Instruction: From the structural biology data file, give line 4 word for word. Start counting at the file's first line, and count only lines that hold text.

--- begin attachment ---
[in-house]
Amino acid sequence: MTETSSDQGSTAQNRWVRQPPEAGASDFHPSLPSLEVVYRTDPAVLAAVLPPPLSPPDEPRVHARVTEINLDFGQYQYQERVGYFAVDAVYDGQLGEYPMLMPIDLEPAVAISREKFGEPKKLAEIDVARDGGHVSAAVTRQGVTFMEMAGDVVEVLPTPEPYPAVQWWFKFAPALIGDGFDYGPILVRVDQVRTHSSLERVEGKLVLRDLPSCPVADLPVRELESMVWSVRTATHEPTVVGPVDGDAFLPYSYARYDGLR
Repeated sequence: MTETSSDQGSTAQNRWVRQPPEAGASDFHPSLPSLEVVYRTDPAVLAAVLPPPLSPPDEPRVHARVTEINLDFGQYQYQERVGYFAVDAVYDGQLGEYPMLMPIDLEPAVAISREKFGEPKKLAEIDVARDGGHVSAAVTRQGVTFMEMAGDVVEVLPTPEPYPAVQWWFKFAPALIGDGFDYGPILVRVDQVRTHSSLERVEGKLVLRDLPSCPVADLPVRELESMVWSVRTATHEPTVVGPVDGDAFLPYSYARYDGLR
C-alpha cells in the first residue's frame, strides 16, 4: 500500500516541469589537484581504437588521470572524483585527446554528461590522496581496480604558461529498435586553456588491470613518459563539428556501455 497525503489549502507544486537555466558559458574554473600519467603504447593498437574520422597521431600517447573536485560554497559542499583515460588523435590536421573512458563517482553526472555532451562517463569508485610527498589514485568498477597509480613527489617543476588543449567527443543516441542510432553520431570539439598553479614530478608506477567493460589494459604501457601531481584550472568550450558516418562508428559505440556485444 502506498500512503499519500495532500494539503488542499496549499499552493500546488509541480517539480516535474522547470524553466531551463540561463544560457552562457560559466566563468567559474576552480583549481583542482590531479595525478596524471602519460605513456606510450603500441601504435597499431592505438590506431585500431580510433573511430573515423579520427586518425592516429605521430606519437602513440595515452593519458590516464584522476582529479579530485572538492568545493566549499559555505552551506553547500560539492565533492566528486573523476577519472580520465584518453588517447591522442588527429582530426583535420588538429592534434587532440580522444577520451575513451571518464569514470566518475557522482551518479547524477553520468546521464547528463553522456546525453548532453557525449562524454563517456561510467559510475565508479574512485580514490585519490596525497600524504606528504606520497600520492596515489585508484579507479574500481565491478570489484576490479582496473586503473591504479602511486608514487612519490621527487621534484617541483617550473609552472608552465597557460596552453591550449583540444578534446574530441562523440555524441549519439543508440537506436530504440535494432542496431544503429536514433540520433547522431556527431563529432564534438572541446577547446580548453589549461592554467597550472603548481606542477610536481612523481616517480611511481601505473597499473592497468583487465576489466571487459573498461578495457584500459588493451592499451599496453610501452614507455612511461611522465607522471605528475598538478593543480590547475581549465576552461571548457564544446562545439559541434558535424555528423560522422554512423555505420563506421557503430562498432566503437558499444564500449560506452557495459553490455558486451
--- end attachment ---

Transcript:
C-alpha cells in the first residue's frame, strides 16, 4: 500500500516541469589537484581504437588521470572524483585527446554528461590522496581496480604558461529498435586553456588491470613518459563539428556501455 497525503489549502507544486537555466558559458574554473600519467603504447593498437574520422597521431600517447573536485560554497559542499583515460588523435590536421573512458563517482553526472555532451562517463569508485610527498589514485568498477597509480613527489617543476588543449567527443543516441542510432553520431570539439598553479614530478608506477567493460589494459604501457601531481584550472568550450558516418562508428559505440556485444 502506498500512503499519500495532500494539503488542499496549499499552493500546488509541480517539480516535474522547470524553466531551463540561463544560457552562457560559466566563468567559474576552480583549481583542482590531479595525478596524471602519460605513456606510450603500441601504435597499431592505438590506431585500431580510433573511430573515423579520427586518425592516429605521430606519437602513440595515452593519458590516464584522476582529479579530485572538492568545493566549499559555505552551506553547500560539492565533492566528486573523476577519472580520465584518453588517447591522442588527429582530426583535420588538429592534434587532440580522444577520451575513451571518464569514470566518475557522482551518479547524477553520468546521464547528463553522456546525453548532453557525449562524454563517456561510467559510475565508479574512485580514490585519490596525497600524504606528504606520497600520492596515489585508484579507479574500481565491478570489484576490479582496473586503473591504479602511486608514487612519490621527487621534484617541483617550473609552472608552465597557460596552453591550449583540444578534446574530441562523440555524441549519439543508440537506436530504440535494432542496431544503429536514433540520433547522431556527431563529432564534438572541446577547446580548453589549461592554467597550472603548481606542477610536481612523481616517480611511481601505473597499473592497468583487465576489466571487459573498461578495457584500459588493451592499451599496453610501452614507455612511461611522465607522471605528475598538478593543480590547475581549465576552461571548457564544446562545439559541434558535424555528423560522422554512423555505420563506421557503430562498432566503437558499444564500449560506452557495459553490455558486451